pollinator of the month: the monarch butterfly
danaus plexippus: the monarch butterfly
Preferred Habitat: Monarch butterflies flourish in open meadows and grasslands with a variety of nectar-bearing plants.
Favorite Nectar Plants: Monarchs consume nectar from a variety of flowers, using their long "tongues." These butterflies are especially attracted to brightly colored flowers with flat surfaces that they can easily land on, such as sunflowers (shown at right). While feeding, they pollinate an array of wildflowers.
Favorite Host Plants: Monarch butterflies also have a dependent relationship with milkweed, a poisonous plant which grows throughout the eastern U.S.. Female monarchs lay their eggs on milkweed plants, and the young caterpillars feed off the poisonous leaves after they hatch. The milkweed toxins that monarch caterpillars ingest in this period remain in their body for the rest of their lives, and the distinct coloring of the monarch butterfly announces the presence of these toxins to would-be predators. To support these beautiful pollinators, we plant milkweed in some of our solar fields (shown at right)!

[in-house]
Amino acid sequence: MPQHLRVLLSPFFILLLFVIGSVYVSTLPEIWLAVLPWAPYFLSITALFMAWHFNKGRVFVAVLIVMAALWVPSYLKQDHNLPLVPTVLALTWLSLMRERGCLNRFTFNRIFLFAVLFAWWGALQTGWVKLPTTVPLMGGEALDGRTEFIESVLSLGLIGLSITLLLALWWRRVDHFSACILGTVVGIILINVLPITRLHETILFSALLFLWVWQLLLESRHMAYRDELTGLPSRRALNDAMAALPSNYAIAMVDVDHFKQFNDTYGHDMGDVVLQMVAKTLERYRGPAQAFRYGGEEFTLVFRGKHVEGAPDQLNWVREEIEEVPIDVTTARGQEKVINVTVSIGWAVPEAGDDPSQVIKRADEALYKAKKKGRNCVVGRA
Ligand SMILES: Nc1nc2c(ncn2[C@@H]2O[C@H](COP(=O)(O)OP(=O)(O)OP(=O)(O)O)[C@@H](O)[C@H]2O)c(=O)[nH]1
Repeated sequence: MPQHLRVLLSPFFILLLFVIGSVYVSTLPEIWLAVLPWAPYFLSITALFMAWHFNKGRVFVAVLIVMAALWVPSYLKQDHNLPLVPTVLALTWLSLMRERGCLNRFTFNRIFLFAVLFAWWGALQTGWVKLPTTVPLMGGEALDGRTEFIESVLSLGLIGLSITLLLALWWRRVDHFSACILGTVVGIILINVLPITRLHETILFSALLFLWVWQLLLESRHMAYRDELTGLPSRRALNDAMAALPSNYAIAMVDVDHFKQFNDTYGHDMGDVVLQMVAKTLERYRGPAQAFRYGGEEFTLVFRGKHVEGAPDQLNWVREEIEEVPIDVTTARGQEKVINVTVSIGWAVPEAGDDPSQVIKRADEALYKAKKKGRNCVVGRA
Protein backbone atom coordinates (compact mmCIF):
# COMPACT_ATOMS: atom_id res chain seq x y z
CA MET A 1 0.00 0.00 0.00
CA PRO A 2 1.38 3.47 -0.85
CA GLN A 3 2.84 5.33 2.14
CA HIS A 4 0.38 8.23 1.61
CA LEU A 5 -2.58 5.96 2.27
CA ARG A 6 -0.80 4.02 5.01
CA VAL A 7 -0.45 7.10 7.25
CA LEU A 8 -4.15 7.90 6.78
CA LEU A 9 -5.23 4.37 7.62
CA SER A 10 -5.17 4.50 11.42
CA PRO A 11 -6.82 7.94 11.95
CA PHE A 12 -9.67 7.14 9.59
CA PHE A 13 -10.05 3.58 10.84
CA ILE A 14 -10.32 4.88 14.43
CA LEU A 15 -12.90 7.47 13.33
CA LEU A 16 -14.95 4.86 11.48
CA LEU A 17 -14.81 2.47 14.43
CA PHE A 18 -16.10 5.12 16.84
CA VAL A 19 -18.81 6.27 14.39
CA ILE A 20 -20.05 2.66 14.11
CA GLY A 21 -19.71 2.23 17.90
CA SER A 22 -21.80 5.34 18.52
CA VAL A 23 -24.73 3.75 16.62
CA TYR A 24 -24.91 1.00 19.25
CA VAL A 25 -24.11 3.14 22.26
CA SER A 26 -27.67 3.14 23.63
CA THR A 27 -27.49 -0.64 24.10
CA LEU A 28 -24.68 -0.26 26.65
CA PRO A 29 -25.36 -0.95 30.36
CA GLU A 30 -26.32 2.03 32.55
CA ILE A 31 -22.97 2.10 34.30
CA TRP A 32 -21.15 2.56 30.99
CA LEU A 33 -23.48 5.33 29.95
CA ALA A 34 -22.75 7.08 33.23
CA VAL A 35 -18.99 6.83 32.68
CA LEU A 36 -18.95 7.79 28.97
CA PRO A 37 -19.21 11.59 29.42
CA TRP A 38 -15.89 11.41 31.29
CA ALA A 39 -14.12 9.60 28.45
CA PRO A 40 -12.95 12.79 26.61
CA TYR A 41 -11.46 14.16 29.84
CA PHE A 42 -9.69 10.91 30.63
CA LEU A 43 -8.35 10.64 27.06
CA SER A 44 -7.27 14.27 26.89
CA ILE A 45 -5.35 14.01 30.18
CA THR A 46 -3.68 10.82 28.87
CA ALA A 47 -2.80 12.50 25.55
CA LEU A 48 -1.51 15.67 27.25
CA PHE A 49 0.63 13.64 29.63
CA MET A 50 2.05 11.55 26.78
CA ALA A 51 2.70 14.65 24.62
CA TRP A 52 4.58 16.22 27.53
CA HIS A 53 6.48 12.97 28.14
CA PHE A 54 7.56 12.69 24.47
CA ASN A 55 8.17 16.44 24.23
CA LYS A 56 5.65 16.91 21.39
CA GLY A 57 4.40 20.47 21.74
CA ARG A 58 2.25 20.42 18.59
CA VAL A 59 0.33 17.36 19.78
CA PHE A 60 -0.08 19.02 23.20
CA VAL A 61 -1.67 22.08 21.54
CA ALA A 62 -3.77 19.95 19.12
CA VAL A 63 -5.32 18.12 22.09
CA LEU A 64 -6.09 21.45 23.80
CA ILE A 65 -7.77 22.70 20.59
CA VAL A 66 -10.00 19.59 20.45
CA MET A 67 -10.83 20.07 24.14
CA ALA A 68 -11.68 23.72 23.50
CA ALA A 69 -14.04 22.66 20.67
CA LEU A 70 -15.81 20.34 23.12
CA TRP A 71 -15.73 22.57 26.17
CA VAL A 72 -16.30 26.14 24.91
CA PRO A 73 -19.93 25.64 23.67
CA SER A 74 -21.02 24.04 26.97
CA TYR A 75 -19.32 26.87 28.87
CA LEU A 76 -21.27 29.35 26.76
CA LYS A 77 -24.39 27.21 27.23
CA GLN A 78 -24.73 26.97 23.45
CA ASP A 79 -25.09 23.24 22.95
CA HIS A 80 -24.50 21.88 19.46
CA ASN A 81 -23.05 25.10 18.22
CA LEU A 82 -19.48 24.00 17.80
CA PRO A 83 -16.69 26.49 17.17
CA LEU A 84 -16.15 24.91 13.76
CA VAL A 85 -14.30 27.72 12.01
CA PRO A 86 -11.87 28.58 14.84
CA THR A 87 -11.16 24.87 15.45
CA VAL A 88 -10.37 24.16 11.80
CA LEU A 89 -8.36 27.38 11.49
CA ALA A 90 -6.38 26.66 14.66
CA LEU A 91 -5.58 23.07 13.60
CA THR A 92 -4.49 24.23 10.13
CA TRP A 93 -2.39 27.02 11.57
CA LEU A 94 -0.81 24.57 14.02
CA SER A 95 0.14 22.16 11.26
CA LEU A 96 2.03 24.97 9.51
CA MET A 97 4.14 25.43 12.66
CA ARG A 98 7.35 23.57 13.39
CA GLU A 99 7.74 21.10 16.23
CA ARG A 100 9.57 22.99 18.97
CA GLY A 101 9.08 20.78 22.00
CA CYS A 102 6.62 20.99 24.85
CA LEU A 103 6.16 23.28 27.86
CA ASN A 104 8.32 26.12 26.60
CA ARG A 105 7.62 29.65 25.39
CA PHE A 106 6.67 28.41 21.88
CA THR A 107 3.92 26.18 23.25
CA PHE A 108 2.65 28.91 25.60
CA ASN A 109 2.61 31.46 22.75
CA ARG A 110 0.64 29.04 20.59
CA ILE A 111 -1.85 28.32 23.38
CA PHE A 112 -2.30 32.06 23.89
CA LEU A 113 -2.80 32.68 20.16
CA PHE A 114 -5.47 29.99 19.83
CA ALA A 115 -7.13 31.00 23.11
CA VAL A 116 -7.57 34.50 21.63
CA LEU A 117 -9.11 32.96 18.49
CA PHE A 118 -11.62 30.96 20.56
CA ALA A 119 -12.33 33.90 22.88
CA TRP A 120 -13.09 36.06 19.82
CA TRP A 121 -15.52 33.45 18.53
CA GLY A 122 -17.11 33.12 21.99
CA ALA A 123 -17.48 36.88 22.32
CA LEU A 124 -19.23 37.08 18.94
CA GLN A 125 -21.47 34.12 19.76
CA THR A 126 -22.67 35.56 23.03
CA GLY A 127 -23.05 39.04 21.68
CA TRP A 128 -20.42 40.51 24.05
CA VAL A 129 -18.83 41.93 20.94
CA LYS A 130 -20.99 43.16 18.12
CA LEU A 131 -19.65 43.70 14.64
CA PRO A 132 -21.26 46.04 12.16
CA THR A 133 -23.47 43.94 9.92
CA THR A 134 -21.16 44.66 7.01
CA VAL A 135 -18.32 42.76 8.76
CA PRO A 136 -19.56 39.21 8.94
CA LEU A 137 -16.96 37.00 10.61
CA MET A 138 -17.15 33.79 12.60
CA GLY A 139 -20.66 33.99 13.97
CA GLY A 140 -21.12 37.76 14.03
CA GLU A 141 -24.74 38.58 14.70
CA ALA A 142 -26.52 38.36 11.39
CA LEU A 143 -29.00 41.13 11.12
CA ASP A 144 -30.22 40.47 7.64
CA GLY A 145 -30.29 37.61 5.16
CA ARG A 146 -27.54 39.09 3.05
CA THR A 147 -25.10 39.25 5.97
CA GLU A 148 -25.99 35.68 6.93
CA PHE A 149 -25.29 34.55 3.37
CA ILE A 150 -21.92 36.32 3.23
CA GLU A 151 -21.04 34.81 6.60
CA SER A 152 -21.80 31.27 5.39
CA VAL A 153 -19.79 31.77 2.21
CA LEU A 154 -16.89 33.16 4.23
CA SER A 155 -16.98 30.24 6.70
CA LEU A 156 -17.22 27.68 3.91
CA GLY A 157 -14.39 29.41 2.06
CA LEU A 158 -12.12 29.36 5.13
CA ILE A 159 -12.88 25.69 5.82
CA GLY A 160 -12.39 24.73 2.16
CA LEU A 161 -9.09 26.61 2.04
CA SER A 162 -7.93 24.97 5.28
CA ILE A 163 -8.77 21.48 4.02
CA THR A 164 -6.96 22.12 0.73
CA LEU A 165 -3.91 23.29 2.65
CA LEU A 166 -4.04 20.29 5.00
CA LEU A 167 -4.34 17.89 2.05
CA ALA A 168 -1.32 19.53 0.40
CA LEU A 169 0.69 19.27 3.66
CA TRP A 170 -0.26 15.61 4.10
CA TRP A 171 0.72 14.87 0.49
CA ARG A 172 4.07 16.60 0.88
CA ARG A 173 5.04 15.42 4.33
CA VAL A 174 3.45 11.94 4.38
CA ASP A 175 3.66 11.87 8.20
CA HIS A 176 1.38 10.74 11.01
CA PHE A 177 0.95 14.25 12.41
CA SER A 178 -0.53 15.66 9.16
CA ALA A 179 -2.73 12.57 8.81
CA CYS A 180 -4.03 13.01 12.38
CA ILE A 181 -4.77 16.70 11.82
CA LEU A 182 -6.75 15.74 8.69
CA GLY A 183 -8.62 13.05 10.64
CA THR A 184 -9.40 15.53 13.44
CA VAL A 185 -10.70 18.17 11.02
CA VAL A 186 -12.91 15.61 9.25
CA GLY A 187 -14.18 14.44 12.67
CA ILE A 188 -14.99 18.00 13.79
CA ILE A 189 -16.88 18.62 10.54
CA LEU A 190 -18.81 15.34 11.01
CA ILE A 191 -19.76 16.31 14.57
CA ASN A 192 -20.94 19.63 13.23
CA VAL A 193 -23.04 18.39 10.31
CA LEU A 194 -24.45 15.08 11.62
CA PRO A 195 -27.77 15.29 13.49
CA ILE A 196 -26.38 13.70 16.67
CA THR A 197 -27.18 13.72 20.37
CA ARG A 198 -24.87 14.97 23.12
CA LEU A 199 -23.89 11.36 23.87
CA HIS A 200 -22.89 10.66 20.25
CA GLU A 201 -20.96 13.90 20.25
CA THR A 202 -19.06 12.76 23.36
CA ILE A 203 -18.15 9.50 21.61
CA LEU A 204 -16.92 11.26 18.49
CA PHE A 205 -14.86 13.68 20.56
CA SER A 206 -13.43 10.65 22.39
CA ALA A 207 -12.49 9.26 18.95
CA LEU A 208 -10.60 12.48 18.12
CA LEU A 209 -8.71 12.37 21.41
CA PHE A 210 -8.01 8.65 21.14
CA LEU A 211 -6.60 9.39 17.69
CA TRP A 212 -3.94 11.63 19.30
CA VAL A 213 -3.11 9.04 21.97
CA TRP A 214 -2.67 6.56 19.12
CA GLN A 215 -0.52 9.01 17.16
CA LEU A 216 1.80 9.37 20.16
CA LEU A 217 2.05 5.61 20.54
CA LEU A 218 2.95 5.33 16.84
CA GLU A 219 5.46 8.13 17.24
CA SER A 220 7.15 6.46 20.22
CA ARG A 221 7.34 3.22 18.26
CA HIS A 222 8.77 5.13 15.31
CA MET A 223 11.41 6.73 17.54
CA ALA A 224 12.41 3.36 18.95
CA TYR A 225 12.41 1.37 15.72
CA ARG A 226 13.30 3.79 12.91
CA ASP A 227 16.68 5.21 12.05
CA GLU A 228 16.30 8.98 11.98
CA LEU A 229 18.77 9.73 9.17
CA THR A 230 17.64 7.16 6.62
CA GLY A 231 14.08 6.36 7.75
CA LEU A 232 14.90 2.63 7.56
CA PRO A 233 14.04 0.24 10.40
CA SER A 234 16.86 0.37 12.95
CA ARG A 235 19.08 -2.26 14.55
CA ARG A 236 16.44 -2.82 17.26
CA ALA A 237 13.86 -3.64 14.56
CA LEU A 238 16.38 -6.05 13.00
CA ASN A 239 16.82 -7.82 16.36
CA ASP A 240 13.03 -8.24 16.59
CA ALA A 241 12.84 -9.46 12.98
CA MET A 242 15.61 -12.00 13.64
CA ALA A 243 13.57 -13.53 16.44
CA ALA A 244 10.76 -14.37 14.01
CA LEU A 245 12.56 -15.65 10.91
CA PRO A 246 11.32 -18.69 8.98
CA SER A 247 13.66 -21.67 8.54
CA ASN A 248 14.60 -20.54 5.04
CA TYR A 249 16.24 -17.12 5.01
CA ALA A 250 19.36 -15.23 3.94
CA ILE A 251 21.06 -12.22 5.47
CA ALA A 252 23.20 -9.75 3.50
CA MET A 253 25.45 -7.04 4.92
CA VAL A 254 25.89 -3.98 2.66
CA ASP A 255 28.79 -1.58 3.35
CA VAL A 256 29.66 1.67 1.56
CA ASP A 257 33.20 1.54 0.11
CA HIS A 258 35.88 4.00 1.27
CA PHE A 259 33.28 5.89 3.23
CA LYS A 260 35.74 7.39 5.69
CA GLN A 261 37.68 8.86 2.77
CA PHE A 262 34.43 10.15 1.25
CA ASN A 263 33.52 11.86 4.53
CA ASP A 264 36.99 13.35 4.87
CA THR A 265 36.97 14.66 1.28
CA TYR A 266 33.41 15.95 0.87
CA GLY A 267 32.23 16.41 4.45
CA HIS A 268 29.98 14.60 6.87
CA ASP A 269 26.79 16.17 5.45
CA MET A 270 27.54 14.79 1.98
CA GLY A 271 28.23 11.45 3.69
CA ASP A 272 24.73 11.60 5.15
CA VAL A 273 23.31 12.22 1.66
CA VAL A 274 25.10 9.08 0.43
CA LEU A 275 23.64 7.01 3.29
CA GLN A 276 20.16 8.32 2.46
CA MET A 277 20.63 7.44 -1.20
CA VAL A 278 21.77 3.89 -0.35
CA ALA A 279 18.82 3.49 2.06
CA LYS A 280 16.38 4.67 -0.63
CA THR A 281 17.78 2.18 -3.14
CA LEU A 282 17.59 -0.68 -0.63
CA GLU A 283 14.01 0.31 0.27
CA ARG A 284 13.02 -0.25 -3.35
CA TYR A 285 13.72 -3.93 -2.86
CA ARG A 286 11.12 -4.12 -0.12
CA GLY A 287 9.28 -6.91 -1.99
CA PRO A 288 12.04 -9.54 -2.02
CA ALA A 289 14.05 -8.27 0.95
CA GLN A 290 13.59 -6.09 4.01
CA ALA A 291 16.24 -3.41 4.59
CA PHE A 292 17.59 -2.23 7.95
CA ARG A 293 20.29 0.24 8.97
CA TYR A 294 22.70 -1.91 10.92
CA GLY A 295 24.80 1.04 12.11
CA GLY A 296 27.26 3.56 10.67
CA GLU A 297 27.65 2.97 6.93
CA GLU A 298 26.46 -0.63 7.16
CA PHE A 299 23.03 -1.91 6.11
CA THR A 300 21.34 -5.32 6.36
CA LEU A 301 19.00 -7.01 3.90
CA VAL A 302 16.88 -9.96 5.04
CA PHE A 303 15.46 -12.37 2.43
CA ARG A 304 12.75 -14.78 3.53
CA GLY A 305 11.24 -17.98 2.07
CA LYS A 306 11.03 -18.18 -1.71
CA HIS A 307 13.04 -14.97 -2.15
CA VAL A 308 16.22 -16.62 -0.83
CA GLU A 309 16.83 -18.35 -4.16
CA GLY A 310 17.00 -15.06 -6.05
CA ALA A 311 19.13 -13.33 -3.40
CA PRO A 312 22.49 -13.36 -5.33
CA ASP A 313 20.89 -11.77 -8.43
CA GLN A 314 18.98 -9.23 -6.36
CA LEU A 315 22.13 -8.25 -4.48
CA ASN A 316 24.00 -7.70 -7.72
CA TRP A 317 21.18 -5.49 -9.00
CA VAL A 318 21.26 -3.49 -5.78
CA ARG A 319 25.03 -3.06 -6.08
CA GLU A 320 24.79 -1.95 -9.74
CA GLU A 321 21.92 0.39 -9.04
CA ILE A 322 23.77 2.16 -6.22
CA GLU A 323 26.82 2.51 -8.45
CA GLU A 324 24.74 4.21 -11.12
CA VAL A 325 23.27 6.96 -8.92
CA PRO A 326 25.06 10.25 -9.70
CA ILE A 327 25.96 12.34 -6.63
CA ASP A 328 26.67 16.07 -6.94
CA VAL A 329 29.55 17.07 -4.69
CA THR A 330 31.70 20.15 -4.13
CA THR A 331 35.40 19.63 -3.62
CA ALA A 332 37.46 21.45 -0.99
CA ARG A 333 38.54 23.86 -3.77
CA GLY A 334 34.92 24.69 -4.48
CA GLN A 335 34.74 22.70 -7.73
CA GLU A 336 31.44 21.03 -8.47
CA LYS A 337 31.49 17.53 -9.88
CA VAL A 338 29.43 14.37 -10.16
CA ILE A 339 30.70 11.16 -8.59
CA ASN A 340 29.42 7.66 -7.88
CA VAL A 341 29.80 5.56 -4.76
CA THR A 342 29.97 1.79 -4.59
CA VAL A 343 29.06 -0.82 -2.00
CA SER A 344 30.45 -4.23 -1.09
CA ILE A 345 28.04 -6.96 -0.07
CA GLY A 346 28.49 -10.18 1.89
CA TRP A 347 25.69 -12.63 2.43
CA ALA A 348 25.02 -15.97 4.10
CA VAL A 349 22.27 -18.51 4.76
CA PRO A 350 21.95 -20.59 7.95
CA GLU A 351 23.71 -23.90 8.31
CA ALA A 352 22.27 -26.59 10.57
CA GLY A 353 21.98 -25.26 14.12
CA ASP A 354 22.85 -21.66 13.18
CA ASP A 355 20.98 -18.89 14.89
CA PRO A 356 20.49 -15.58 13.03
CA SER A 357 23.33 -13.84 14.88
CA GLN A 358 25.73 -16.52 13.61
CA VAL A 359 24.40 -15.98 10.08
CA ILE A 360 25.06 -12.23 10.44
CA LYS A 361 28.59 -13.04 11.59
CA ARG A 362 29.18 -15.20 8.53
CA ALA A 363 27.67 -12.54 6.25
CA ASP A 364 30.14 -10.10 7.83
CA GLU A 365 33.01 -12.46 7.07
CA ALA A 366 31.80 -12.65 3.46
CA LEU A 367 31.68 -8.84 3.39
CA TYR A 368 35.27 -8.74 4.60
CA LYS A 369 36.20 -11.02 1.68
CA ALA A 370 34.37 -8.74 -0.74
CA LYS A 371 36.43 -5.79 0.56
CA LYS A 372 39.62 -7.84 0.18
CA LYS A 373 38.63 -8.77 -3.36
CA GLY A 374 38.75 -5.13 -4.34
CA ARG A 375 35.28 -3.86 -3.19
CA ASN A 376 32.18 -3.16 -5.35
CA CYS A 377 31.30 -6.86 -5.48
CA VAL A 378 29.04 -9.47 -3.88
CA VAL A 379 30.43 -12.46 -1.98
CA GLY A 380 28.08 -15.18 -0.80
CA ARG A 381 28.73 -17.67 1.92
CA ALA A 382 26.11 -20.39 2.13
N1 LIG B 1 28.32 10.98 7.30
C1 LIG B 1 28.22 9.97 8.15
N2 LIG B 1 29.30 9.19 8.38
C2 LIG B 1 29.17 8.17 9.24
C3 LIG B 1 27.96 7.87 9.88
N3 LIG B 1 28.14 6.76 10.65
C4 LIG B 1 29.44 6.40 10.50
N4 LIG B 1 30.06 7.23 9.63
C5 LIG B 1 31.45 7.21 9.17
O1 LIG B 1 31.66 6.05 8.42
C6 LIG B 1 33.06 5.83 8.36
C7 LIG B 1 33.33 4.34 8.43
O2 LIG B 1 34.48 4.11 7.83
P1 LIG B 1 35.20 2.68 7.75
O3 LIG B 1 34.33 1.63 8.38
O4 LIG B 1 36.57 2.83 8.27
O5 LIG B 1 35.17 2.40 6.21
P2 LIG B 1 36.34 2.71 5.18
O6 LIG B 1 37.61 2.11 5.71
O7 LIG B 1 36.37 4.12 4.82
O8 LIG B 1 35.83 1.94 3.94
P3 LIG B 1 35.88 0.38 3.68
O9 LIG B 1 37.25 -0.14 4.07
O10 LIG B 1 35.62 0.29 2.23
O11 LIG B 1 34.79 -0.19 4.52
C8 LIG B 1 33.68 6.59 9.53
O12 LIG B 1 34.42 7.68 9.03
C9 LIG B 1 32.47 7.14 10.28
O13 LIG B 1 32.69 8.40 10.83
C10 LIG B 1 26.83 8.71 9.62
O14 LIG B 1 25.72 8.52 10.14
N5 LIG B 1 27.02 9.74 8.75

Long Distance Travelers: Because they cannot survive freezing temperatures, monarchs make extraordinary migrations ever year to winter in Mexico or Southern California. Some monarchs travel up to 3,000 miles to reach their home for the winter!
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